iMapInvasives In Action!
The following stories and updates highlight iMapInvasives at work and showcase how this unique database is being used by natural resource professionals and citizen scientists alike to track, record, and eradicate invasive species.
Do you have a story to share about your use of iMapInvasives? Share your story for a chance to have it posted on our "iMapInvasives in Action!" page.
Treatment of terrestrial invasive species in Maine woods aided by mapping efforts in iMapInvasives.
Brand new Cooperative Weed Management Area (CWMA) in North Central Pennsylvania targets non-native invasive species. (See pages 3-4.)
Daniel Atha of the New York Botanical Garden talks about the importance of detecting and documenting Purple keman in the state of New York.
Summer event in Pennsylvania challenges participants to hunt for invasive water chestnut.
Members of the South Saskatchewan Lily Society partner with iMapInvasives to track occurrences of the Red Lily Leaf Beetle.
In Pennsylvania, the Susquehanna Greenway Partnership highlights the use of iMapInvasives as a tool to aid the health of the Susquehanna River.
Citizen scientists with the Harpswell Invasive Plant Partnership (HIPP) in Maine use iMapInvasives to map and manage invasive plants.
SUNY Cobleskill students use iMapInvasives to learn new skills and contribute data to New York State efforts.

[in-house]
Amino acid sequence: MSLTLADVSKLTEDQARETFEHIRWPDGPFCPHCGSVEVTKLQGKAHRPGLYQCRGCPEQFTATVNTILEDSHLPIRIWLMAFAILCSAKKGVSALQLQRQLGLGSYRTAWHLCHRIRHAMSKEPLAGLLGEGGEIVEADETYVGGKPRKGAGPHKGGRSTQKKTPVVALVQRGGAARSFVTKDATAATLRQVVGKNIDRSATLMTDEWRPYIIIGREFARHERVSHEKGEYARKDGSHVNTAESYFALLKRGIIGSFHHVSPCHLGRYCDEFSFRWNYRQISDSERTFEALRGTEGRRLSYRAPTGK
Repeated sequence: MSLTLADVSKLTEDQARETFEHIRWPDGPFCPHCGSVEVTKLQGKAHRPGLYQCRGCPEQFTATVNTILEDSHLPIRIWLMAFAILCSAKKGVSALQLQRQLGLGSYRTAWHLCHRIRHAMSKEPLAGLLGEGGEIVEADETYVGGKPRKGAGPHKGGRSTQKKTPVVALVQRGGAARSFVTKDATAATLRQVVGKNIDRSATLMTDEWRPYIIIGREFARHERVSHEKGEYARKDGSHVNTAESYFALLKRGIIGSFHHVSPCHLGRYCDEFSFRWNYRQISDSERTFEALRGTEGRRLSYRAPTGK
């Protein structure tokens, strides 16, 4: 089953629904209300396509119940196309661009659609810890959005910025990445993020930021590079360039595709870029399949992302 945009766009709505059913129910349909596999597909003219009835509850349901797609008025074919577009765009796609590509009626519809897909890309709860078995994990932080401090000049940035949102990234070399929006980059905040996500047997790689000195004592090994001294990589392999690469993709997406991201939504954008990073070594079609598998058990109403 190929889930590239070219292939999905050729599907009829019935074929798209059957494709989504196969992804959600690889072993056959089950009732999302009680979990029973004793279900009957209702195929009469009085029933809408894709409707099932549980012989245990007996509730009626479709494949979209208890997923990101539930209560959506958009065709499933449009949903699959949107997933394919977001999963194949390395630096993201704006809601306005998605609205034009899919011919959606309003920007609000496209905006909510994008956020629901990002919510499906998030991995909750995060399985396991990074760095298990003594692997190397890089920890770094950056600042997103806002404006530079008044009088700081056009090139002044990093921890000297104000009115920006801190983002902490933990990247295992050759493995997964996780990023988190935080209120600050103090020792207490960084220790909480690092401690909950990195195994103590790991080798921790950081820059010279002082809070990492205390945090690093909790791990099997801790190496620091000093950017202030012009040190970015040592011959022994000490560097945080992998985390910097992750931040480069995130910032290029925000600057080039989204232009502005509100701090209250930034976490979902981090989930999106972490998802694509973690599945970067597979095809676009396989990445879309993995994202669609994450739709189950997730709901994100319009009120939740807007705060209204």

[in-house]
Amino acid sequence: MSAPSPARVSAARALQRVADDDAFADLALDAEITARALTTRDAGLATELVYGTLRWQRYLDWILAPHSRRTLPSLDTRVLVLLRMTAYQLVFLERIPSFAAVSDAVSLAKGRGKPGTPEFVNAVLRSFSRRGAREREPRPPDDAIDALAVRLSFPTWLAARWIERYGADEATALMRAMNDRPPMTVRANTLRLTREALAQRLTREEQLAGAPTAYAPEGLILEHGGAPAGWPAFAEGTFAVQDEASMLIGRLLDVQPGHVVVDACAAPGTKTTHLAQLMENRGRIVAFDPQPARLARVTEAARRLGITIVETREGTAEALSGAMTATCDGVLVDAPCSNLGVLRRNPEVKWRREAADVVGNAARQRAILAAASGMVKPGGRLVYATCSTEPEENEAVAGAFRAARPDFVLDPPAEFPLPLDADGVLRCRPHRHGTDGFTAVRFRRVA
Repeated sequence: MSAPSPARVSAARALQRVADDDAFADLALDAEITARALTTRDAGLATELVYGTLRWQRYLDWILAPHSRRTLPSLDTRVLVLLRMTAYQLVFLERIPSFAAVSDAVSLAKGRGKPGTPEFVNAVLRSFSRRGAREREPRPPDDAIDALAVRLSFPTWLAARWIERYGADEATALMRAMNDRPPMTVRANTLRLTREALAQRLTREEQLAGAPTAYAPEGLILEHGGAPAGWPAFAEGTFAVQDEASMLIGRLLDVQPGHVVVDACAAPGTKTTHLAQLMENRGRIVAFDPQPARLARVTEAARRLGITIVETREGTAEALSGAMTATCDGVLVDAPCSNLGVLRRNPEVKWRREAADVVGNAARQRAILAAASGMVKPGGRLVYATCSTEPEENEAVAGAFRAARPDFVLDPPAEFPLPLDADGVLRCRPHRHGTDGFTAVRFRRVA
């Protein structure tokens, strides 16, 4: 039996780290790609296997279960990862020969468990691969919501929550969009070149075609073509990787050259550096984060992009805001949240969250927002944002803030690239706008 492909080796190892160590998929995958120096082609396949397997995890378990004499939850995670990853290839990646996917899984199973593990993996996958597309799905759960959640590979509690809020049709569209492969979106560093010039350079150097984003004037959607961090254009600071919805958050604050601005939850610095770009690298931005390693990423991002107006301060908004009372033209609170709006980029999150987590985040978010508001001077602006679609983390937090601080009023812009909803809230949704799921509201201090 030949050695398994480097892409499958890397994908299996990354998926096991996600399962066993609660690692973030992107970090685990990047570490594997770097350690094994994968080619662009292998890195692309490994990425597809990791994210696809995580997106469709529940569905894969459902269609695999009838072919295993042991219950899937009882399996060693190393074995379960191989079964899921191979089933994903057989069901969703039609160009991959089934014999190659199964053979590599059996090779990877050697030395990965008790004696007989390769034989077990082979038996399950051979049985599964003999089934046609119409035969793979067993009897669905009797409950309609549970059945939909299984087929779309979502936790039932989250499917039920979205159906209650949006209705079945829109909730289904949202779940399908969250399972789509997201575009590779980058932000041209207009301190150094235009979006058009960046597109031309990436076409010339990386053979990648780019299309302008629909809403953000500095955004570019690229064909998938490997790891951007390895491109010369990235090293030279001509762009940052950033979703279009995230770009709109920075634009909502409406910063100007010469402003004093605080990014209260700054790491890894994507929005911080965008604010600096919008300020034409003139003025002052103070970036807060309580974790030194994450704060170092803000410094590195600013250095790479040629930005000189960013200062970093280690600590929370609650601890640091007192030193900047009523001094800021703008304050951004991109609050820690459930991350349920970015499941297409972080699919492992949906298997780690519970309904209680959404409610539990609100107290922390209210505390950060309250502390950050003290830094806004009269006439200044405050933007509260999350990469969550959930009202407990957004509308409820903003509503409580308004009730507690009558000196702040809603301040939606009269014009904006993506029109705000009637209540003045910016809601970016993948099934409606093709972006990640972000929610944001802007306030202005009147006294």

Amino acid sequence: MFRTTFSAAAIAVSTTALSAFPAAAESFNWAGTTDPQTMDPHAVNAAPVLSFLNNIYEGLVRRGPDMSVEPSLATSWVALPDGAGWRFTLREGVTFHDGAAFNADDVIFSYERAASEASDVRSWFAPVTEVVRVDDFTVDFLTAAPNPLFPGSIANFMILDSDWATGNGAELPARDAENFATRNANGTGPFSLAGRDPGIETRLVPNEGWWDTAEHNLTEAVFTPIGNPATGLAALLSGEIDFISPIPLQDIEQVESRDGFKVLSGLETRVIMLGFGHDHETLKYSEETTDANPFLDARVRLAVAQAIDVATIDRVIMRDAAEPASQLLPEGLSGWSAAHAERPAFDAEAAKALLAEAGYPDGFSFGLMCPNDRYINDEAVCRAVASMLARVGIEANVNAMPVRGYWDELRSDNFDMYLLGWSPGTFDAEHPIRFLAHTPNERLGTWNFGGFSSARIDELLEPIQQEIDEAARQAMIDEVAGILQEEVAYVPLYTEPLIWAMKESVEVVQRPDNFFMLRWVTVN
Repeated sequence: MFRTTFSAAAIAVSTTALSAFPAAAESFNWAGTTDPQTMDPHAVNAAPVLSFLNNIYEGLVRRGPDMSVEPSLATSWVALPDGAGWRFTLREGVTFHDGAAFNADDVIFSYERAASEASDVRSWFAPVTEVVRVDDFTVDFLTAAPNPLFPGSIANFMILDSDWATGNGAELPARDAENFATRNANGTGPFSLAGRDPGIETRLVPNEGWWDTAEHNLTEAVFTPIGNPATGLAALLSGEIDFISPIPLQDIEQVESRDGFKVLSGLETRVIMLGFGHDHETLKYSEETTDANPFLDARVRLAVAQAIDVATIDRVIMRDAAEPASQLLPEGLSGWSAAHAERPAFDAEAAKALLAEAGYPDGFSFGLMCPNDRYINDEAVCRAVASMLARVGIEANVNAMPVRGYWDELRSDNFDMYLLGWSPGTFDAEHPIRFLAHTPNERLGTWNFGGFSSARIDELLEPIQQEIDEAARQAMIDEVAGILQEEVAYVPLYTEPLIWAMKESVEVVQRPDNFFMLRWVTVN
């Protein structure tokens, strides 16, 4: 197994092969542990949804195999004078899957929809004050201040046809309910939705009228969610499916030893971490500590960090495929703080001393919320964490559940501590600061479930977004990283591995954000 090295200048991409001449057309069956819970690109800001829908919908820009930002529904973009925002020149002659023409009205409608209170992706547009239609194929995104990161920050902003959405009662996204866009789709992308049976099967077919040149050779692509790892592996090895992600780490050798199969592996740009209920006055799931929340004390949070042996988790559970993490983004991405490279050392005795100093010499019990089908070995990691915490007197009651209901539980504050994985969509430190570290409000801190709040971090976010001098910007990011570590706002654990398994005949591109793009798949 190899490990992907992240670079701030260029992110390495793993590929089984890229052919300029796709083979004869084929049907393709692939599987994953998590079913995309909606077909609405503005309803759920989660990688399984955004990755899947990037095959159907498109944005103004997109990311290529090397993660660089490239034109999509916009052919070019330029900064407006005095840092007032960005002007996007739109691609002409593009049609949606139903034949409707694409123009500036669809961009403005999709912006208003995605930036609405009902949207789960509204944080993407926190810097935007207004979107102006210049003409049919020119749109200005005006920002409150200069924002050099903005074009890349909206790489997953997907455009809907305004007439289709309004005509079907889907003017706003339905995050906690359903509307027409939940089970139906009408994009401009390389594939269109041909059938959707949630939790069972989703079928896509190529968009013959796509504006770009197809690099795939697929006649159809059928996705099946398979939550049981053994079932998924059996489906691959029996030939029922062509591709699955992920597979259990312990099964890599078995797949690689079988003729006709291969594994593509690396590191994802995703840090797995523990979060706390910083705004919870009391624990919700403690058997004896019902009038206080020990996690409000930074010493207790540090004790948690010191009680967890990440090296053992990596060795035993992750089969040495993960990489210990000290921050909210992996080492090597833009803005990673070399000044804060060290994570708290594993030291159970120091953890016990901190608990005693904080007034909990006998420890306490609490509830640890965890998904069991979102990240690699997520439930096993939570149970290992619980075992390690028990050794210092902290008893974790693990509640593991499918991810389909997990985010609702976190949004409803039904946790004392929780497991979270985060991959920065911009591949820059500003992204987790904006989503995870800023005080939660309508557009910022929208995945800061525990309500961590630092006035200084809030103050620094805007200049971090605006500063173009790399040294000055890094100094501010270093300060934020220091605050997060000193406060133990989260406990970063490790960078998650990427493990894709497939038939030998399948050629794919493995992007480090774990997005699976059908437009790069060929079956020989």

The Oregon iMapInvasives program uses iNaturalist to advance efforts in the early detection of invasive species.
In Pennsylvania, the Susquehanna River Basin Commission uses iMapInvasives to track the distribution of didymo in the mid-Atlantic region.
In Arizona, Coconino County uses iMapInvasives to track surveys and treatments.
The Nature Conservancy's "Cool Green Science" blog showcases the use of iMapInvasives by citizen scientists.
The iMapInvasives database is highlighted as an invasive species resource in a new "Scientists in the Field" book about the invasive Asian Longhorned Beetle.
Mat-grass, a noxious weed in the U.S. and Canada, is now being managed by the Oregon Department of Agriculture thanks to reports from iMapInvasives.
With the release of the iMapInvasives smartphone app, citizens can now contribute data to iMapInvasives instantly.
The Florida Natural Areas Inventory uses iMapInvasives to record information on invasive plant treatment efforts.
With the help of iMapInvasives, unwelcome weeds are targeted for early detection efforts in Oregon's Columbia River Gorge.